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Natural scientists

The Bernoullis: a dynasty of mathematicians and physicians

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The Protestant family Bernoulli fleed in 1583 from the massacres of Catholics from Antwerp to Basel. They were rich and successful business people. Among the descendants of Nikolaus Bernoulli, we can find eight mathematicians and one physicist, all of the utmost importance and all but one attended the Humanistisches Gymnasium! Johann I became even Principal and carried out important reforms . This mathematician dinasty made decisive contributions to the development of differential and integral calculus which go far beyond Newton and Leibnitz.

Daniel Bernoulli

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The famous flow equation is nothing more than the energy principle formulated for a volume unit of a vortex-free flow of an idealized gas or liquid. The first term is the 'dynamic pressure' acting only in the direction of flow. It describes the kinetic energy of the flow per cubic meter of gas. The second term is the static pressure acting in all directions through the compressed gas and represents, so to speak, the elastic energy of the flow per cubic meter. The third term stands for the gravitational pressure of the gas for different altitudes above sea level, and describes the potential energy per cubic meter.

In the aircraft wing, the gravity pressure does not matter, because the height of the flow is (almost) constant. On the upper side of the wing, the speed of the flow increases because of the longer way. This increases the dynamic pressure while at the same time the static pressure decreases. The higher static pressure below pushes the wing upwards.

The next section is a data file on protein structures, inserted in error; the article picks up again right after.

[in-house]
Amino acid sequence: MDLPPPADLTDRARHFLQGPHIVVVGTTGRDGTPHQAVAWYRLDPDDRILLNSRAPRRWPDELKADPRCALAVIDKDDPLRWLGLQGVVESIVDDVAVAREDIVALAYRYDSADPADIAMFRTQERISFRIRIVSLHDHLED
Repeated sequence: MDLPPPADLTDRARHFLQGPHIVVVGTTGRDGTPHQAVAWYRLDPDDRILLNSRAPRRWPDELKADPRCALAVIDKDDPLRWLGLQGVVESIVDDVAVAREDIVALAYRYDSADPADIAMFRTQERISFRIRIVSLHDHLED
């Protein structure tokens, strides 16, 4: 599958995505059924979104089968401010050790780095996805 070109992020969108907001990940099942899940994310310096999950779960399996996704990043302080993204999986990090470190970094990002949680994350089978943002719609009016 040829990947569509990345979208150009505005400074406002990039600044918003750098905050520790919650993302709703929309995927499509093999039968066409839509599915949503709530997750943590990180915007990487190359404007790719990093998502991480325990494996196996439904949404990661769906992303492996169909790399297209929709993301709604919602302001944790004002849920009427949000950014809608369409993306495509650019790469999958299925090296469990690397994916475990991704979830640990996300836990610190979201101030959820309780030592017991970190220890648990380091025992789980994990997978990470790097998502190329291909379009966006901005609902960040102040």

Without the flow equation of the physicist Daniel Bernoulli, aircrafts could not fly at all.

Jakob Bernoulli I (1655-1705)

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Jakob I was the son of the spice merchant Nicolaus Bernoulli and his wife Margarethe Schönauer, and brother of the mathematician Johann Bernoulli. After attending the Gymnasium auf Burg, he studied Philosophy and Theology at the University of Basel. In 1671 he achieved the master's degree and in 1676 the licentiate in Theology.He pushed his knowledge in mathematics and astronomy almost autodidactically and against his father's will. In 1687 he was appointed professor of Mathematics at the University of Basel and began, together with his younger brother and pupil Johann Bernoulli, to work on the infinitesimal calculus of Leibniz.By 1689, Johann had published important works on power series and probability calculus, i.a. the Law of large numbers. In the early 1690s he worked mainly in the field of calculus of variations. In 1699, James I became a member of the Académie des Sciences of Paris and two years later he entered the Akademie der Wissenschaften of Berlin.

He is the author of Bernoulli's inequality, an inequality hated by many students, but often used.

Leonhard Euler (1707-1783)

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Born in Basel, this infamous mathematician grew up in Riehen, a suburb of Basel. His parents' house is next to the Riehen church.